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With a subtropical climate, pristine beaches, and top-class tourism infrastructure, it's no surprise that the islands and cays of the Bahamas archipelago are some of the world's top tourist destinations. The Bahamas is comprised of an astonishing amount of islands of varying sizes and each one is sure to enthral travellers.
Andros Island is the largest of the Bahamian islands, and sits next to the third biggest barrier reef in the world, making it a haven for snorkelling and scuba diving. New Providence offers energy and culture in the form of the capital city, Nassau, and provides easy ferry and car access to the expanse of upscale resorts at neighbouring Paradise Island.
The northernmost islands of Bimini are the closest to the US, and their wealth of marine life draws serious fishermen after the catch of a lifetime. Eleuthera Island is named after the Greek word for freedom by English pilgrims seeking religious autonomy, and is largely considered to be one of the most beautiful islands in the Caribbean, filled with lush vegetation and pink sand beaches.
The Bimini group of islands in the Bahamas is 50 miles (80km) east of Miami and spans an area no larger than 10 square miles (26 sq km). The main island, North Bimini, is barely seven miles long (11km) and no more than 1,200ft (366m) across at its widest point.
The islands are best known for the excellent fishing opportunities, with visitors from around the world coming here to test their skills in the hunt for tuna, sailfish, mako shark, barracuda, and, above all, blue marlin.
This was exactly the goal of the islands' most famous fishing enthusiast, Ernest Hemingway, who lived in Bimini for two years in the 1930s. The small hotel (and bar) where Hemingway lived burnt down tragically in 2006 after it was converted into a Hemingway museum.
Almost all the action on the Bimini Islands happens in Alice Town, a laidback town on the main island of North Bimini where fishermen gather to swap stories. However, the town is known to change its tune during April spring break when crowds of raucous college students descend on Alice Town.
Scuba divers too are lured to Bimini by mysterious stone blocks in the waters off the island of North Bimini, known as the Bimini Road, which islanders claim are part of the lost city of Atlantis. The Bimini Biological Field Station, located on South Bimini Island and commonly called the Sharl Lab, is one of the world's top marine research and conservation centres, and is a major contributor to our understanding of life in the ocean.
The Berry Islands are among the least busy in the Bahamas, and the perfect destination for those looking for the ultimate escape. In part because of the difficulty involved in getting to the islands and their lack of infrastructure, the resorts in this archipelago are extremely exclusive, catering mostly to wealthy travellers, big game fishermen, and yachters. The largest island is the Great Harbour Cay, home to a multimillion dollar resort which once hosted the likes of Cary Grant and Brigitte Bardot.
The beaches in the Berry Islands are known as the best shell-collecting spots in the Bahamas, while the game fishing is some of the best in the world, offering billfish, tuna, grouper, tiger fish, yellow snapper, wahoo, and king mackerel, to name a few.
Every May the islands, nicknamed the 'world's fishbowl', play host to one of the world's top game fishing tournaments. The islands are largely privately owned, and wealthy owners use the islands as occasional holiday homes. This has resulted in the Berry Islands having more resident millionaires per unit area than any other place in the world.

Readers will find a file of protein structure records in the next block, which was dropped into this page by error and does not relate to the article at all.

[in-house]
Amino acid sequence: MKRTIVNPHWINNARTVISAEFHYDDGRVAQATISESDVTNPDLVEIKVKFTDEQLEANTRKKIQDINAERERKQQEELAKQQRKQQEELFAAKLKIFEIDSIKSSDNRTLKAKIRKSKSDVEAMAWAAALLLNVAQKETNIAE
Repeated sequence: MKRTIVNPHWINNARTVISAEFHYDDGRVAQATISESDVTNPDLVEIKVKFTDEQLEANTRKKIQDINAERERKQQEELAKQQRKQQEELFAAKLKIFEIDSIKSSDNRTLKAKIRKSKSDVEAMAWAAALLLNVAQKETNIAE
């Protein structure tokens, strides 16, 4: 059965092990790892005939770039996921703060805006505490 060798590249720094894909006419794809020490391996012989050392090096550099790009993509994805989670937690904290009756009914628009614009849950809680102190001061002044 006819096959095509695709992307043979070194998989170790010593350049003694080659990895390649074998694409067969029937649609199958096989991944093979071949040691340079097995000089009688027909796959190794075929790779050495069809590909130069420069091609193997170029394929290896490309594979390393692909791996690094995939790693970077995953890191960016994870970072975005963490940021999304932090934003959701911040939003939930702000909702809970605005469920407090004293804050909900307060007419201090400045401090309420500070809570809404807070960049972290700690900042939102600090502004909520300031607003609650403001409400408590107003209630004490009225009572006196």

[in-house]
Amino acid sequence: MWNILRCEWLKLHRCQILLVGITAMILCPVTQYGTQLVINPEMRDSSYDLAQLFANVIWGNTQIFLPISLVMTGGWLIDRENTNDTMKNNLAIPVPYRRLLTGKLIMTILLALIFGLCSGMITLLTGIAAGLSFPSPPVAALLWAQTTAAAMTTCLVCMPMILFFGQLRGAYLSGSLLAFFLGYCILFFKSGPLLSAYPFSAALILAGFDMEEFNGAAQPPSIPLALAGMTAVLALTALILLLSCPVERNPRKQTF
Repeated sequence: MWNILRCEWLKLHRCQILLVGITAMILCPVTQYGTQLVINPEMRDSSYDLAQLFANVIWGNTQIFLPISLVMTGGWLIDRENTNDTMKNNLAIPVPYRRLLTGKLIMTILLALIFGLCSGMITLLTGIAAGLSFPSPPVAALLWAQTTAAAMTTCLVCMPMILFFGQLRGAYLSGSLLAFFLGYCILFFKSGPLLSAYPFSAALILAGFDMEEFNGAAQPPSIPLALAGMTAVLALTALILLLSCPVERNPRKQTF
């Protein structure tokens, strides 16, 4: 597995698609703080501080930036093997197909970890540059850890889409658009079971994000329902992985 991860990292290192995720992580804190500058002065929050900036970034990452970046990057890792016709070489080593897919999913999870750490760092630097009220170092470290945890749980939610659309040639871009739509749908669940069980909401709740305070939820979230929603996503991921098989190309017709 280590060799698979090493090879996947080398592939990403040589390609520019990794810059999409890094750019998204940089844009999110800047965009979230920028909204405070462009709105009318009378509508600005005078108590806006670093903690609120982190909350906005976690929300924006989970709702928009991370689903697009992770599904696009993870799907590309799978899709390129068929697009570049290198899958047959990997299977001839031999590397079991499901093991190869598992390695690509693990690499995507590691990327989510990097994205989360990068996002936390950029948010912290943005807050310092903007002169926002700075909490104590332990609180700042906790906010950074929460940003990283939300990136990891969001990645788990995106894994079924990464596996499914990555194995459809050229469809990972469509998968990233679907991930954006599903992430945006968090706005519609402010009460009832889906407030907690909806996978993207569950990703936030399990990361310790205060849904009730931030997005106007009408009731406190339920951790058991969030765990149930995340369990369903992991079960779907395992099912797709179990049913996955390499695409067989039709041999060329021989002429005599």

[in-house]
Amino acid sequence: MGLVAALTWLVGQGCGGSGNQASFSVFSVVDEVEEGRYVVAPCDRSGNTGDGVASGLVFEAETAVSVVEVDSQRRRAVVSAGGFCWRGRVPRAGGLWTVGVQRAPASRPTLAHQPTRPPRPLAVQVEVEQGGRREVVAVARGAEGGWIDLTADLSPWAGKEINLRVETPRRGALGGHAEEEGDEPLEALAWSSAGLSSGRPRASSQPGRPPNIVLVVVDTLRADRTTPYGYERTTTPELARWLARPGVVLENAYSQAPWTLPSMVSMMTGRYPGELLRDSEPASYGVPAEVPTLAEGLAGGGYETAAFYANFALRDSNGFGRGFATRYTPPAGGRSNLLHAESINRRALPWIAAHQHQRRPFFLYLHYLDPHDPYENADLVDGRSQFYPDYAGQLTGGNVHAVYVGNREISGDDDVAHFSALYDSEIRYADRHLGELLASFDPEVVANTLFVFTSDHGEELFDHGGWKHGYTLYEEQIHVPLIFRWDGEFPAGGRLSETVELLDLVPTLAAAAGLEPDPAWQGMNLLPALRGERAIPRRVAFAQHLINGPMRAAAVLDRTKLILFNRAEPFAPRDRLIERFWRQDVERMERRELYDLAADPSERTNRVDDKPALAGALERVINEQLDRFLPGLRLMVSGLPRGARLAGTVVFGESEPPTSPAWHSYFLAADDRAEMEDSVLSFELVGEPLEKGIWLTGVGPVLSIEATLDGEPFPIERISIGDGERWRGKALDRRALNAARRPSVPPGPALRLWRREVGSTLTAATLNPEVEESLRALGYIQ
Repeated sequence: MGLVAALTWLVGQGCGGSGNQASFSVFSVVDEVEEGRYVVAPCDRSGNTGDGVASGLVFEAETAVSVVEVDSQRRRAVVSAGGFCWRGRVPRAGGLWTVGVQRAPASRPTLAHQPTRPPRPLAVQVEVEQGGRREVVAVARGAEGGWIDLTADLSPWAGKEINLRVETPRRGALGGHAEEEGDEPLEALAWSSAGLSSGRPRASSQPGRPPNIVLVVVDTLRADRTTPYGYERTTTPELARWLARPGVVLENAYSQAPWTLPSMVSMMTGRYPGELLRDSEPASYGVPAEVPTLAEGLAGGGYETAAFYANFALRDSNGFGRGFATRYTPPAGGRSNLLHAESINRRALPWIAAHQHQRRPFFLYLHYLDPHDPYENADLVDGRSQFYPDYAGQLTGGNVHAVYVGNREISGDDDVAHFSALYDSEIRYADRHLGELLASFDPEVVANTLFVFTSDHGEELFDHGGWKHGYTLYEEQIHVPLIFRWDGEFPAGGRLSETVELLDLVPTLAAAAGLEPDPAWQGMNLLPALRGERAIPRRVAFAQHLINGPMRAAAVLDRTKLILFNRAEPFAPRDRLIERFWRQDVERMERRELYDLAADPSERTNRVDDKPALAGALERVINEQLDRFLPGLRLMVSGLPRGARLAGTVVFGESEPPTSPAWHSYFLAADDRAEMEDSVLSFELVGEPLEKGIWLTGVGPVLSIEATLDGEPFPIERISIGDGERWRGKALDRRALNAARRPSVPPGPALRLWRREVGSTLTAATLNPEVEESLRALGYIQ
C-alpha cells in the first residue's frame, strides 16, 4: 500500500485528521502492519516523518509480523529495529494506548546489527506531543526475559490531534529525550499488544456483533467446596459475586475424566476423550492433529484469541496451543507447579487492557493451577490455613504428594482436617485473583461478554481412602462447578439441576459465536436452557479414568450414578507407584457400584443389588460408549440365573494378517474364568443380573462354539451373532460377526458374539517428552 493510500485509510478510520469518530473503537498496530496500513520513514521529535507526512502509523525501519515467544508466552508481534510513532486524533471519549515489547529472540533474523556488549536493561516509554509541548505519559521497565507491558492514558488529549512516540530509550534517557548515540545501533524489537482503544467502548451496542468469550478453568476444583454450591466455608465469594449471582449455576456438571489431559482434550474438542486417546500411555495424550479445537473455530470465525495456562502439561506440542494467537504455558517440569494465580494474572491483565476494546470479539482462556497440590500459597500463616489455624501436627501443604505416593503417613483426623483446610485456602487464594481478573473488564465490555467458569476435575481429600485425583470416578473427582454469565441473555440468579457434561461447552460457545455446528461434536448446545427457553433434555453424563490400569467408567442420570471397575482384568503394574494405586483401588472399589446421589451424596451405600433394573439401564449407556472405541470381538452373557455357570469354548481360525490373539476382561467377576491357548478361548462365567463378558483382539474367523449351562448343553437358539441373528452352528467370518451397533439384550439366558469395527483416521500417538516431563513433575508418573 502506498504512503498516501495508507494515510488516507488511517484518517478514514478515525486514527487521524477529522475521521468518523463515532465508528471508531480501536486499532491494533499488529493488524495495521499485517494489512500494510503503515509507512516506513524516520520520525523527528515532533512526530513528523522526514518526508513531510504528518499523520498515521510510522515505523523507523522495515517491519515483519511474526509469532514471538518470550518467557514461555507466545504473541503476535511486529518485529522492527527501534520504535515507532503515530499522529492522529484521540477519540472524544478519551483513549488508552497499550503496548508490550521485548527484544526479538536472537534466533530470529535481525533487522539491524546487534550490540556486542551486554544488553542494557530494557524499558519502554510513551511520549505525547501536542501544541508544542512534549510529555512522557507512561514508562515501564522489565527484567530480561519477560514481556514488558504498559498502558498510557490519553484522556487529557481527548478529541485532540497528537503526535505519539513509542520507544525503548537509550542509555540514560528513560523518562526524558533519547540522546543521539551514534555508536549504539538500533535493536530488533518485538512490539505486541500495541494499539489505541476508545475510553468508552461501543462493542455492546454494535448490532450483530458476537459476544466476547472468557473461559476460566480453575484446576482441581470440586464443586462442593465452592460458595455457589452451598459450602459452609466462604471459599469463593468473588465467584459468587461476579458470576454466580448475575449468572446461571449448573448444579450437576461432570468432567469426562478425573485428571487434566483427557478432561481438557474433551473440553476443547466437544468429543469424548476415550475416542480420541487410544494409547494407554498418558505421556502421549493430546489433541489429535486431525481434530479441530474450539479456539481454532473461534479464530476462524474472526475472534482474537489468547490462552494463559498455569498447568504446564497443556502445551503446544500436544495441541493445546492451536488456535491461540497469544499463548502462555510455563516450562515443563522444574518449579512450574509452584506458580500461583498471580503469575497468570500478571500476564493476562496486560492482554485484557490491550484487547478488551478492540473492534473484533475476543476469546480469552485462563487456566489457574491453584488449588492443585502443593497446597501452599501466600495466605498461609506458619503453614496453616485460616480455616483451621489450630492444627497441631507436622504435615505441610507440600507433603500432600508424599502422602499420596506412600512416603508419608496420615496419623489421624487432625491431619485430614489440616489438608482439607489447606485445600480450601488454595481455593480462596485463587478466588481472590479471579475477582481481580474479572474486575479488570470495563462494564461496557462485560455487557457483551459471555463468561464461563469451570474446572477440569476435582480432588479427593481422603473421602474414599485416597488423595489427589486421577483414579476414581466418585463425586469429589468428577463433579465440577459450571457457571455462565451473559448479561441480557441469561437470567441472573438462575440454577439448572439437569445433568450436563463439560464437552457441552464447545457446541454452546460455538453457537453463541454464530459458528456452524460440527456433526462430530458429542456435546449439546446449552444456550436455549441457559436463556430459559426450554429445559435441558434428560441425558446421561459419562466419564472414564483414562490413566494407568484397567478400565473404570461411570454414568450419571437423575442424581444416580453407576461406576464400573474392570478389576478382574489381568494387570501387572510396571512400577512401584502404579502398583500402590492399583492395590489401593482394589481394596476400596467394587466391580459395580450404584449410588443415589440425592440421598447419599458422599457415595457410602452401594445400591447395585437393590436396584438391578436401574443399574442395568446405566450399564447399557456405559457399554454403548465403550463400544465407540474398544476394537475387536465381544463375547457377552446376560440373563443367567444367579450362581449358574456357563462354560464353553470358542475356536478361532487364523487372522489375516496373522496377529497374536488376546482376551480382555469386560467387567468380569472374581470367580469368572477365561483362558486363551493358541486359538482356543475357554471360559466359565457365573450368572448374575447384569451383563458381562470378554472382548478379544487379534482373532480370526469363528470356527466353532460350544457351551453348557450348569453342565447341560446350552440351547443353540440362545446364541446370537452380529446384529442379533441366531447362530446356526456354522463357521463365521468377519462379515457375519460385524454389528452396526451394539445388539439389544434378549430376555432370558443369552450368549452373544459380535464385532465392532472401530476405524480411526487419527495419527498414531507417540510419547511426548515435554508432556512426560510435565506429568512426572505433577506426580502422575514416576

Connected to New Providence Island by a bridge, Paradise Island, formerly known as Hog Island, is one of the most popular destinations in the Bahamas. The island used to be privately owned until it was bought by developers in 1959 and turned into a resort haven. Since then, Paradise Island's owners have changed several times, including a stint of ownership by Donald Trump.
It offers a variety of beaches to suit almost any taste, while most of the island's hotels and resorts can be found along Cable Beach, Paradise Beach, or Cabbage Beach. The miles of white sand host outstanding watersport facilities, including swimming, snorkelling, diving, jet skiing, sailing, and more.
Perhaps Paradise Island's most famous resort is Atlantis, nicknamed 'Vegas by the Sea', where gambling mingles with waterslides, beaches, and a host of restaurants. Thanks to excellent weather and the popularity of its resorts, Paradise Island is busy year-round and the young and energetic are often to be found at resorts' bars and parties at any time of year. Those travellers wanting to escape the crowds can head over to the secluded Caves Beach or Love Beach.
Approximately fifty miles (80km) from Miami, Grand Bahama is an idyllic island of white beaches and aquamarine seas beneath which vivid coral reefs teem with life. Most visitors to Grand Bahama stay in Freeport, a few miles inland, or at the seaside suburb of Lucaya on the south coast of the island.
Here you can sail, play golf or simply relax by the pool at one of the many all-inclusive resorts. In Freeport there are plenty of boutiques and bazaars to tempt shoppers, and evenings can be spent at one of the many restaurants. Following on from this, travellers with cash left in their wallets can head to one of the island's casinos.
Outside of Freeport, nature lovers will find themselves in their element. Between Sweeting's Cay and Pelican Point, are seven marine caves inviting exploration, and a little further west is Deadman's Reef, accessible from the powdery white beach at Paradise Cove.
East of Freeport is the Lucayan National Park which is home to the largest underwater cave system in the world and an experience coveted by those seeking new thrills. Visitors can enjoy the island's natural flora and fauna, or hire a kayak and explore the mangrove creeks. Owing to its beauty and variety, Grand Bahama has become one of the most popular stops for Caribbean cruise liners, so visitors can expect a constant coming and going of tourists on the island.